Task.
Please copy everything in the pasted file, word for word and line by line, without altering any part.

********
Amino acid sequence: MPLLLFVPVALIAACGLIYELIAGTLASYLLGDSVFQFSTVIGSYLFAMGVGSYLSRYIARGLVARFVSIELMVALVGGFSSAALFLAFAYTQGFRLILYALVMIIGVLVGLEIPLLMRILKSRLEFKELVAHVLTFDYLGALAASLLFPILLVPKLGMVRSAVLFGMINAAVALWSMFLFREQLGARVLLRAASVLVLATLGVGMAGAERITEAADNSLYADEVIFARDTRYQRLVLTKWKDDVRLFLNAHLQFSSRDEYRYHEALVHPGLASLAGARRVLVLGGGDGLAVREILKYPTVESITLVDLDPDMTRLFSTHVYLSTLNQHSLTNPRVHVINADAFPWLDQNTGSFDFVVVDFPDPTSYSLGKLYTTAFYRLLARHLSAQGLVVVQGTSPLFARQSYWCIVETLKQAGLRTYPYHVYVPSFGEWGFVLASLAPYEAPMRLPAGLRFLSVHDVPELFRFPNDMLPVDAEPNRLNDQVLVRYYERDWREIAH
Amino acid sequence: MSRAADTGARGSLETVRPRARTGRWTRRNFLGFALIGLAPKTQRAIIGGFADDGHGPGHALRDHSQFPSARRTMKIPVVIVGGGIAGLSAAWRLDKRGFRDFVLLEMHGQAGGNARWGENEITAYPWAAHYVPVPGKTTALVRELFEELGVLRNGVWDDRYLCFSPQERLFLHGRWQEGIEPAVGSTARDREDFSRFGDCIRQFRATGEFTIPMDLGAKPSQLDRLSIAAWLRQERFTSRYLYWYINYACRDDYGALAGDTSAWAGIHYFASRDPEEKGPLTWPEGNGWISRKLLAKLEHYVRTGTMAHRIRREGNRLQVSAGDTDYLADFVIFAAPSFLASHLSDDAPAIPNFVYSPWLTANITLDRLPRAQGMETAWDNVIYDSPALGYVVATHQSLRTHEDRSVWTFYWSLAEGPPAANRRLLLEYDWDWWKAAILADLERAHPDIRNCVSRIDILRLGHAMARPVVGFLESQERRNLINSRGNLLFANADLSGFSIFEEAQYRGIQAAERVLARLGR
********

Amino acid sequence: MPLLLFVPVALIAACGLIYELIAGTLASYLLGDSVFQFSTVIGSYLFAMGVGSYLSRYIARGLVARFVSIELMVALVGGFSSAALFLAFAYTQGFRLILYALVMIIGVLVGLEIPLLMRILKSRLEFKELVAHVLTFDYLGALAASLLFPILLVPKLGMVRSAVLFGMINAAVALWSMFLFREQLGARVLLRAASVLVLATLGVGMAGAERITEAADNSLYADEVIFARDTRYQRLVLTKWKDDVRLFLNAHLQFSSRDEYRYHEALVHPGLASLAGARRVLVLGGGDGLAVREILKYPTVESITLVDLDPDMTRLFSTHVYLSTLNQHSLTNPRVHVINADAFPWLDQNTGSFDFVVVDFPDPTSYSLGKLYTTAFYRLLARHLSAQGLVVVQGTSPLFARQSYWCIVETLKQAGLRTYPYHVYVPSFGEWGFVLASLAPYEAPMRLPAGLRFLSVHDVPELFRFPNDMLPVDAEPNRLNDQVLVRYYERDWREIAH
Amino acid sequence: MSRAADTGARGSLETVRPRARTGRWTRRNFLGFALIGLAPKTQRAIIGGFADDGHGPGHALRDHSQFPSARRTMKIPVVIVGGGIAGLSAAWRLDKRGFRDFVLLEMHGQAGGNARWGENEITAYPWAAHYVPVPGKTTALVRELFEELGVLRNGVWDDRYLCFSPQERLFLHGRWQEGIEPAVGSTARDREDFSRFGDCIRQFRATGEFTIPMDLGAKPSQLDRLSIAAWLRQERFTSRYLYWYINYACRDDYGALAGDTSAWAGIHYFASRDPEEKGPLTWPEGNGWISRKLLAKLEHYVRTGTMAHRIRREGNRLQVSAGDTDYLADFVIFAAPSFLASHLSDDAPAIPNFVYSPWLTANITLDRLPRAQGMETAWDNVIYDSPALGYVVATHQSLRTHEDRSVWTFYWSLAEGPPAANRRLLLEYDWDWWKAAILADLERAHPDIRNCVSRIDILRLGHAMARPVVGFLESQERRNLINSRGNLLFANADLSGFSIFEEAQYRGIQAAERVLARLGR